The BLM uses something called the “International Identification System” which they all the “International Alpha Angle System.” It was developed by Veterinary Cryobiologist (really!) R. Keith Farrell of Washington State University (along with a few others, such as an FBI agent and a few people from breed associations) and first published in the Journal of Forensic Science in January 1981. (Here’s the abstract.) 
Basically, Professor Farrell was trying to promote an international system of identification for horses that could be registered and tracked in order to prevent crime. His argument was that commonly used identifiers such as color, whorls, chestnuts, and other markings were unscientific and imprecise. He proposed his alternate angle system as a way to get everyone on the same page. As you can guess, it hasn’t really caught on widely in horse circles – have you ever seen a non-BLM horse with one? Kryo Kinetics USA LLC tries to carry on that work today, and will register your horse for you if you choose to have it freezebranded.
Anyway, enough history. What do the angles stand for? It’s a very simple system.
So let’s look again at the freeze brand above, this time deciphered using the angle system:
Ta-da! We’re looking at a BLM mustang that was born in 1981 (the first year they began using the angle system, incidentally) with a registration number of 031987. There’s one more step to learning more about this particular animal, though. The BLM assigns registration numbers according to the state the mustang was gathered from.
New Mexico
Eastern States

So, armed with that information we know we’re looking at a BLM mustang that was born in 1981 and rounded up in Oregon. In theory, the BLM should also maintain a database of the horses they gather, and should be able to tell you when a particular horse was rounded up based on its registration number. In practice, good luck getting them to answer your phone calls. (I’ve generally found them unresponsive in the extreme.)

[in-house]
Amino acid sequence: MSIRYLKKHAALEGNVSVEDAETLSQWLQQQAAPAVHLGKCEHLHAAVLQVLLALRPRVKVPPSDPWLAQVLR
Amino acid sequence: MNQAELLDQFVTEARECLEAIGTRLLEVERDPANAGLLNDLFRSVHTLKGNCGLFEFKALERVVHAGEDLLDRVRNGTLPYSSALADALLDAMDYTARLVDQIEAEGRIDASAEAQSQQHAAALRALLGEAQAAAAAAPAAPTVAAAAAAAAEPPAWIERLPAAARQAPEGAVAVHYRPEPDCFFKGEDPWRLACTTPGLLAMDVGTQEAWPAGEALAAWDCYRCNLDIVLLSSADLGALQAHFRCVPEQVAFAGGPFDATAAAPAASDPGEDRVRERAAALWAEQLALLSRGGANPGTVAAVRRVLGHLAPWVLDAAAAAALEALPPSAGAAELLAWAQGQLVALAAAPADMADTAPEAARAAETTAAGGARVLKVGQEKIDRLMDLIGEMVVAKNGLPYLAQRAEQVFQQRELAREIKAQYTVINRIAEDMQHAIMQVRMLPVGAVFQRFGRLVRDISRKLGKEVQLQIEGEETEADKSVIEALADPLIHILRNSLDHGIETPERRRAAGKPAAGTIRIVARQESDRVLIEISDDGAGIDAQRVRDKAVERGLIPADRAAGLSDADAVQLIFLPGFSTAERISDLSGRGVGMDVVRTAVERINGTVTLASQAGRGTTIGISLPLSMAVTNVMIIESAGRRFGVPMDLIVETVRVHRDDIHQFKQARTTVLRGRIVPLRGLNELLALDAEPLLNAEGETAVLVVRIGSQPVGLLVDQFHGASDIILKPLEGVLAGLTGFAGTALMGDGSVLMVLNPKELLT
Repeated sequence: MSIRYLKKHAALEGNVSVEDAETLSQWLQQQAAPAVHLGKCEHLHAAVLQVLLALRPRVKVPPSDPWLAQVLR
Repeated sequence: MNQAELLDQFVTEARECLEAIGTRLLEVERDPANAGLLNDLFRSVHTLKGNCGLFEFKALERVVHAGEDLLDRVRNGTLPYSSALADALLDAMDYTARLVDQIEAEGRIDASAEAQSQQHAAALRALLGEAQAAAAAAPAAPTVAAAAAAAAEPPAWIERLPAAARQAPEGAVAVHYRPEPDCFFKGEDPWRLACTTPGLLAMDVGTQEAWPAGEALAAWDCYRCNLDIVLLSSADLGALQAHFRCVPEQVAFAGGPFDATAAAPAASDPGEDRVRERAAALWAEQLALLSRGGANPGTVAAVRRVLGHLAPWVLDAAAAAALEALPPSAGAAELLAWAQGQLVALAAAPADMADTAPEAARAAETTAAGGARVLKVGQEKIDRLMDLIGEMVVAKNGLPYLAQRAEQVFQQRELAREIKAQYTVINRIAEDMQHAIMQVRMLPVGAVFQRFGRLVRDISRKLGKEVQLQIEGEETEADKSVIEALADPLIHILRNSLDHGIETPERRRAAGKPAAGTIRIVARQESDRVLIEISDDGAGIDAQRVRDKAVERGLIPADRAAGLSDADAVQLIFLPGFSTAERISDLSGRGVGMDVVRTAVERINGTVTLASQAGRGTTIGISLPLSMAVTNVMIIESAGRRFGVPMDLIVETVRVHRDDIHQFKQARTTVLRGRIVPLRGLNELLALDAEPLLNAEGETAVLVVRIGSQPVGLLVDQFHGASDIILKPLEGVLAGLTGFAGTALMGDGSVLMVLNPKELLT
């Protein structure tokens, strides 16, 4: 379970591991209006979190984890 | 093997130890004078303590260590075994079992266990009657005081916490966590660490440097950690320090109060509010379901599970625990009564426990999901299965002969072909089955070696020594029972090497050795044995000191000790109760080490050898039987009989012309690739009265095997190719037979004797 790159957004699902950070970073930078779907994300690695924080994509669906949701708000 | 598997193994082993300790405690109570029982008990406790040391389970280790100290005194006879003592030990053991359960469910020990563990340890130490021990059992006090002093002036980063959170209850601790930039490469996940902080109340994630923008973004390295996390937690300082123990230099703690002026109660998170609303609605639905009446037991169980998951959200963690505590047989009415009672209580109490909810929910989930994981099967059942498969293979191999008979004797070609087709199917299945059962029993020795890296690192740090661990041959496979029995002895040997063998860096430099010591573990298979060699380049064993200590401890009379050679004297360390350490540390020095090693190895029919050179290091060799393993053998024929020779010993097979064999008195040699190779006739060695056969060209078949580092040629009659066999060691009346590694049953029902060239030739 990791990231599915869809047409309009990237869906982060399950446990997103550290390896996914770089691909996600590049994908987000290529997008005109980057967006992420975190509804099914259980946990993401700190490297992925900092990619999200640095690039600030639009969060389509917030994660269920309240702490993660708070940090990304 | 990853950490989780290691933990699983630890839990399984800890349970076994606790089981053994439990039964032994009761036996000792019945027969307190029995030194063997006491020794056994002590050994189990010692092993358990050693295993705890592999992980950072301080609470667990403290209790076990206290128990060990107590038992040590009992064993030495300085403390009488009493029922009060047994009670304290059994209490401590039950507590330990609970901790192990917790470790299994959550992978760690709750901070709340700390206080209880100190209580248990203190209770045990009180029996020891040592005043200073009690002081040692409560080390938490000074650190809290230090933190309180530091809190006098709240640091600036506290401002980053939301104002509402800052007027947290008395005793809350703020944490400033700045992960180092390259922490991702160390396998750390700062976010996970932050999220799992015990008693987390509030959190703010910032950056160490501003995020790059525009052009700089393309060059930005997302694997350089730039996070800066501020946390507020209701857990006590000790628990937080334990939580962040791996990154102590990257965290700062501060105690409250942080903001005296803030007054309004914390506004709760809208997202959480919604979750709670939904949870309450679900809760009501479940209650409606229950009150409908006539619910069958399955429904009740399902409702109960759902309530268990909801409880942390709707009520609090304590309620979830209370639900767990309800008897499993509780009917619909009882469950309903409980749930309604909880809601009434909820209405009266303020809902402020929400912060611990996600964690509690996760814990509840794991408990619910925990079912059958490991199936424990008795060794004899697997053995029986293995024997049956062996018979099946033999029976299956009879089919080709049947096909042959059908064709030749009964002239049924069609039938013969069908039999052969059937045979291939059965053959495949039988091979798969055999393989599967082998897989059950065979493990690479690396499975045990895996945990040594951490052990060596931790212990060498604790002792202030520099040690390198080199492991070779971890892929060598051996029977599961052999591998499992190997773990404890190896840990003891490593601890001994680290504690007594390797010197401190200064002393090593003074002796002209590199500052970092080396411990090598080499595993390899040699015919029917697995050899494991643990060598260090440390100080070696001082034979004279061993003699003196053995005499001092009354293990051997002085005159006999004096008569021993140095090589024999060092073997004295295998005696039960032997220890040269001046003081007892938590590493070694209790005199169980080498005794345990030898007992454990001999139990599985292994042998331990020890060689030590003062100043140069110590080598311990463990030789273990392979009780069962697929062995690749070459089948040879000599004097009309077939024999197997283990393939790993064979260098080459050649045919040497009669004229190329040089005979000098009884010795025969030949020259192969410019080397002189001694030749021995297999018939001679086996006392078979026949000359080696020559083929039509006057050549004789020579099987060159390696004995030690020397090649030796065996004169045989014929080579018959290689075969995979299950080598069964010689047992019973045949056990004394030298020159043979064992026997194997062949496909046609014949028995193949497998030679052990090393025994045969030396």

What does this look like on actual horses? Let’s use my own wild pony as an example!
Yeah, not as easy, is it? I’ll grant you that this photo doesn’t help, but I’ll also tell you that it’s not that much easier to tell in person. In fact, since he was shipped to me, I haven’t clipped down to the skin on his neck to get a good clear look at his brand. This photo was taken a few days after he arrived. You could argue that this is the best it will get. His roaning makes the numbers blur into the hair around them. Beyond maybe a flea-bitten gray horse, roans are the toughest on which to distinguish freezemarks.
The first few are easy. There’s that government LC, right up front. Then the year, 95.
Then the next two are straightforward: 5 and 5. In better light, you can tell the next one, too: it’s an 8.
After that? Honestly, the next two are kind of a blur to me, too. The last one is easy again: another 5.
I’ll take a shortcut and tell you that his full, registered, identification number is 95558535. He was foaled in 1995, and rounded up in Nevada, per that 55 number which is smack in the middle of Nevada’s range. (Some vast majority of all mustangs still wild in the west today are in Nevada, so Tris is a pretty typical example.)
That’s all the freeze brand will tell you. You can, in theory, go back to the BLM and ask them for more information. If they’re feeling generous they can look up more for you, like potentially the gather (or roundup) information, maybe the original title holder. Again – I’ve never been able to get much out of them. (I have more information on Tris that I’ll share at a future date, but I have that because of the paperwork that came with him, not because of 
But this is a start. Let’s look at one more freeze brand that’s an easier read. (Taken from a random Google Image search; I don’t know this horse personally.)
Much easier, huh?
So this one: 97 year of birth, followed by 566684. Another Nevada horse.
So now you know. Google Image search for “BLM freeze brand” to your heart’s content and learn about the mustangs that come up, or impress horse people at cocktail parties, or maybe put that knowledge to good use someday when someone needs to know more about a horse they’re looking at.
Any questions? Anything else I can shed light on?


Lazy by Design

Stacey at Behind the Bit linked to this article from Equus Magazine, which is a roundup of interesting tests done on horses to see what they prefer.

This line in particular stuck out to me:

One horse chose to exercise on the treadmill on two out of three of his trials. While that one horse may have had some predilection for exercise, the overwhelming preference was for “absolutely no exercise.”

 Of course, working on a treadmill is very different from running free. But this result does correlate with how horses behave in nature. Feral horses spend less than 1 percent of their time moving more quickly than a walk, and they pick up their pace in only one situation: when they are being chased.

Tristan says “I FREAKING TOLD YOU SO, CRAZY LADY. I will go willingly forward when there is a mountain lion in the ring with us, and NOT ONE SECOND BEFORE THEN.”

dressage · mustangs

JB Andrews, 1986-2011

I can’t remember who first told me about JB Andrew. Probably someone who saw me valiantly trying to teach my little mutt of a mustang to go on the bit and wanted to give me inspiration. But I went home and read all about him, and over the years I followed him from afar. I told people all about him when they seemed surprised that my mustang can be a dressage horse.